353.
As for drilling, TCCA reported that the major drill out of the Western Porphyries (H-15) was in progress. During the second quarter 2006, a total of 5,075.8 meters drilled in 15 drill holes (comprising 1,419 meters of RC and 3,656.8 meters of diamond core drilling) was completed.196
354.
Total expenditures (operating expenditures and capital expenditures) by TCCA since the grant of the Exploration License EL-5 amounted to US$ 16.76 million, of which US$ 1,663 million had been expended during the quarter.197
355.
An OC meeting was held on 15 July 2006. It was attended by Mr. Muhammad Farooq, Chairman, BDA; Mr. Azim Nousherwani, General Manager Planning, BDA; Mr. Eduardo Flores, CEO, TCCA; Mr. Tim Hargreaves, CEO, TCCP; Mr. Chris Arndt, Operations Manager, TCCA; and Mr. Zafar Iqbal, Finance Manager, TCCP.198
356.
Mr. Arndt presented a summary of joint venture activities during the first half of 2006, a copy of which was appended to the minutes of the meeting.199 He reported that a major drilling program had commenced during the past six months and that it was planned to drill approximately 70,000 meters in the Western Porphyries on H-13, H-14 and H-15 and, in addition, to drill approximately 20,000 meters for H-4, H-35, H-36, H-8, Bukit Bashir and possibly H-79. He reported, further, that in addition to the drillout of H-13, H-14 and H-15, other work on the pre-feasibility study on the Western Porphyries had commenced, or would commence shortly, including geotechnical studies, metallurgical studs, hydrological studies and infrastructures studies.200 Finally, Mr. Arndt reported on the status of the Bankable Feasibility Study on the Tanjeel orebody and stated that work had been suspended, pending the completion of the drill out of the Western Porphyries.201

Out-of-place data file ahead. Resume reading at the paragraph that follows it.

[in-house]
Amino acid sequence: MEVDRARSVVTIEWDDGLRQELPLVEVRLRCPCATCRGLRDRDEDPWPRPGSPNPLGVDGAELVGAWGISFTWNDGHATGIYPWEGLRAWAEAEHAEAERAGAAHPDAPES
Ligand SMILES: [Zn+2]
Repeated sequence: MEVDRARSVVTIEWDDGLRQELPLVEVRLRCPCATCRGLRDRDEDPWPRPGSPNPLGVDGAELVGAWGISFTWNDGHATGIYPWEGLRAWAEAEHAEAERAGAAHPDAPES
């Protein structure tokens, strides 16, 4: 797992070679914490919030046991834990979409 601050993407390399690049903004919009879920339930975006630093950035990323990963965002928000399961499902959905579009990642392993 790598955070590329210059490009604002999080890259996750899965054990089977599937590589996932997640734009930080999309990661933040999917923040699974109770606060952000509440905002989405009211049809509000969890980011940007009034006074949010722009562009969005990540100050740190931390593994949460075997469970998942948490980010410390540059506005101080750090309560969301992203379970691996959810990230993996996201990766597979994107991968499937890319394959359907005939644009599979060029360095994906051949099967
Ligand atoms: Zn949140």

357.
Mr. Arndt reported that as a result of the drilling carried out at Reko Diq over the past year, the global resource for Reko Diq had been calculated as follows:202

CURRENT MINERAL RESOURCES AT REKO DIQ*

Indicated Mineral Resources (using a 0.3% copper or 0.3% copper-equivalent cut-off grade)

Tanjeel Project 152 million tonnes @ 0.7% copper
Western Porphyries (H14/15) 943 million tonnes @ 0.54% copper and 0.28g/t gold
H8 Complex 177 million tonnes @ 0.4% copper and 0.2g/t gold
Total Indicated Mineral Resource 1.27 billion tonnes @ 0.54% copper and 0.24g/t gold

Inferred Mineral Resources (using a 0.3% copper or 0.3% copper-equivalent cut-off)